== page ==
It was not always an easy ride, but it was definitely an interesting one! I remember my mom writing to me: “You defiantly did not pick the easiest road in your life.”

I ate a lot of Ramen noodles, and twenty-nine cent hamburgers– I can tell you that! But thank god, with an enormous amount of nonstop work, discipline and will power I managed to make a name for myself in the industry of tattooing and in the underground lowbrow painting scene.

What kind of education or training helped you develop your skill set in art and tattoo design?

In France, from a young age I had already learned art techniques and art history, which I think is really important. I completed high school with an “Art and Letters” diploma.

After high school, I did one year of Art School in Paris, which was all about drawing and painting techniques, perspectives ect. I then did one year of advertising school in the South of France, and that is where I learned that I did not want a corporate job. At that point I did not care if I was going to be broke or not, I simply decided, I will do what I love doing. The transition to tattooing happened naturally when I moved to the U.S. It was a country much more open than France, the US actually had a tattoo culture.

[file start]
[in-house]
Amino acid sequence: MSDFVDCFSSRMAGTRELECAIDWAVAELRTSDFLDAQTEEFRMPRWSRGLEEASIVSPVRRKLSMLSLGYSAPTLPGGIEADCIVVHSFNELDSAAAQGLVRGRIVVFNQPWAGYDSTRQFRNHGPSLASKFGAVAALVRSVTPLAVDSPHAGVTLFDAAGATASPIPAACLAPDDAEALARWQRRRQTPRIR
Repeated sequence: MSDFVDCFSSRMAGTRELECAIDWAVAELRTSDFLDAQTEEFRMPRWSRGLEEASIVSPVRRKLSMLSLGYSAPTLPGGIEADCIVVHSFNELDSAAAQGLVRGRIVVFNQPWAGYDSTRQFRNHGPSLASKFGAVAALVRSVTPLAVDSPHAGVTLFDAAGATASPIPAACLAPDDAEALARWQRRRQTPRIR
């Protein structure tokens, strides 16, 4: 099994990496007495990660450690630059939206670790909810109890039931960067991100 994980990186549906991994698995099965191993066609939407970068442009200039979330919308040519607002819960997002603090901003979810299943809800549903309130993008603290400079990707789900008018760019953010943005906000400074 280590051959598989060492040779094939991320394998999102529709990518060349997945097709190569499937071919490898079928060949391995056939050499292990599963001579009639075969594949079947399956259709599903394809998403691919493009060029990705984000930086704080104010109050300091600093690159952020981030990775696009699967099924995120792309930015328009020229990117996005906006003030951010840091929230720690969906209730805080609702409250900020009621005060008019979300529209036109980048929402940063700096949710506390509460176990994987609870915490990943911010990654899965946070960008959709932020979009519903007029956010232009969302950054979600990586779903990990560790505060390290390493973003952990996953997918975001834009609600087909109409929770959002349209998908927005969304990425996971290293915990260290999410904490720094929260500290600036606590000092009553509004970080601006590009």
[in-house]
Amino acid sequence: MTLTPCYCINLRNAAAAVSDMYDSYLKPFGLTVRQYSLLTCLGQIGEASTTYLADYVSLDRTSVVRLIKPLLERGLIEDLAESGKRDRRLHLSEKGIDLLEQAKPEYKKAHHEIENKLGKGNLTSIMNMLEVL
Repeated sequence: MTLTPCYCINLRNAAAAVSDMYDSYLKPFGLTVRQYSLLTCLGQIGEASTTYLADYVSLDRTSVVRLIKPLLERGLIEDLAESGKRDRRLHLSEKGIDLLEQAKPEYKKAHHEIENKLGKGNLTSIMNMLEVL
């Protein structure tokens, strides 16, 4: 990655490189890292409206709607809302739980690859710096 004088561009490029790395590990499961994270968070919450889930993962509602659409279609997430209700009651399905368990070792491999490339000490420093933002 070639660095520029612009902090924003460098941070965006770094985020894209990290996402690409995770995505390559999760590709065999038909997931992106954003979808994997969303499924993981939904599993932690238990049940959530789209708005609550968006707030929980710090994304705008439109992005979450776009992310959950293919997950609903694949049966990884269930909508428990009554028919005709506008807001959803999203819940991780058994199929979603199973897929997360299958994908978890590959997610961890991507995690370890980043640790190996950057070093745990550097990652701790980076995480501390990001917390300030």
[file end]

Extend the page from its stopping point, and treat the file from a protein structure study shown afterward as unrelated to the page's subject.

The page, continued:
How did you really break into the industry?

I’m going to say exactly what people won’t want to hear: by working really hard and having no social life.
NO hanging out with friends, NO TV, NO parties, just work, study, practice and work!
Eventually clients got the word out by wearing my hard work on their sleeves and the press gained interest in my pieces.

What skills as a tattoo artist do you think have really made you a success in the industry?

The ability to pay attention to details and to give my clients the attention they need and deserve when explaining what it is they want out of the experience.

Can you give us a description of what you do with your art to create such an amazing product? What is it that inspires you and helps you to develop your style?

I redraw each design many times before I consider it done. It’s an evolving creation, first the idea comes, then the sketch, then I touch it up until its perfect.